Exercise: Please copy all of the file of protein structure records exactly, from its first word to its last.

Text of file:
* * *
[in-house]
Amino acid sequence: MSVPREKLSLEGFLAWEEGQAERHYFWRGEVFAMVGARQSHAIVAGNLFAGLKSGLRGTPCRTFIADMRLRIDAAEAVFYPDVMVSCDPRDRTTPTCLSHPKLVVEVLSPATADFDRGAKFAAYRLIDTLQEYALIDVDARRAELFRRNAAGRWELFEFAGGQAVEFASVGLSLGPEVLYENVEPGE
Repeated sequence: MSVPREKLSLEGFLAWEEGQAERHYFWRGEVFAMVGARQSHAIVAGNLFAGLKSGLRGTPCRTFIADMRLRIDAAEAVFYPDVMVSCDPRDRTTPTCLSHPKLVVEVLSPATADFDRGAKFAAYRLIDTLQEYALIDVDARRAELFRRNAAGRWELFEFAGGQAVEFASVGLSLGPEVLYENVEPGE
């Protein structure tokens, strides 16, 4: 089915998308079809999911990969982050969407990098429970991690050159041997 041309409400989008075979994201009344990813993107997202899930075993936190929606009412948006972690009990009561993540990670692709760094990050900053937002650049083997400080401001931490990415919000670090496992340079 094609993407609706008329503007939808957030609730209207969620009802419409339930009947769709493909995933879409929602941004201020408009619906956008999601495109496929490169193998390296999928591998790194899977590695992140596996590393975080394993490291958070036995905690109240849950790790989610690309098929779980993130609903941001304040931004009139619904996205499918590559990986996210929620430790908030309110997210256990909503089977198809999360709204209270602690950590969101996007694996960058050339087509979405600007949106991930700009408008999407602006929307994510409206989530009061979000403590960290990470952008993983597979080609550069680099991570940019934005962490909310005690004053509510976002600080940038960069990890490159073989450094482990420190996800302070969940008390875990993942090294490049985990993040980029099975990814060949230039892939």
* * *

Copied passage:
[in-house]
Amino acid sequence: MSVPREKLSLEGFLAWEEGQAERHYFWRGEVFAMVGARQSHAIVAGNLFAGLKSGLRGTPCRTFIADMRLRIDAAEAVFYPDVMVSCDPRDRTTPTCLSHPKLVVEVLSPATADFDRGAKFAAYRLIDTLQEYALIDVDARRAELFRRNAAGRWELFEFAGGQAVEFASVGLSLGPEVLYENVEPGE
Repeated sequence: MSVPREKLSLEGFLAWEEGQAERHYFWRGEVFAMVGARQSHAIVAGNLFAGLKSGLRGTPCRTFIADMRLRIDAAEAVFYPDVMVSCDPRDRTTPTCLSHPKLVVEVLSPATADFDRGAKFAAYRLIDTLQEYALIDVDARRAELFRRNAAGRWELFEFAGGQAVEFASVGLSLGPEVLYENVEPGE
């Protein structure tokens, strides 16, 4: 089915998308079809999911990969982050969407990098429970991690050159041997 041309409400989008075979994201009344990813993107997202899930075993936190929606009412948006972690009990009561993540990670692709760094990050900053937002650049083997400080401001931490990415919000670090496992340079 094609993407609706008329503007939808957030609730209207969620009802419409339930009947769709493909995933879409929602941004201020408009619906956008999601495109496929490169193998390296999928591998790194899977590695992140596996590393975080394993490291958070036995905690109240849950790790989610690309098929779980993130609903941001304040931004009139619904996205499918590559990986996210929620430790908030309110997210256990909503089977198809999360709204209270602690950590969101996007694996960058050339087509979405600007949106991930700009408008999407602006929307994510409206989530009061979000403590960290990470952008993983597979080609550069680099991570940019934005962490909310005690004053509510976002600080940038960069990890490159073989450094482990420190996800302070969940008390875990993942090294490049985990993040980029099975990814060949230039892939």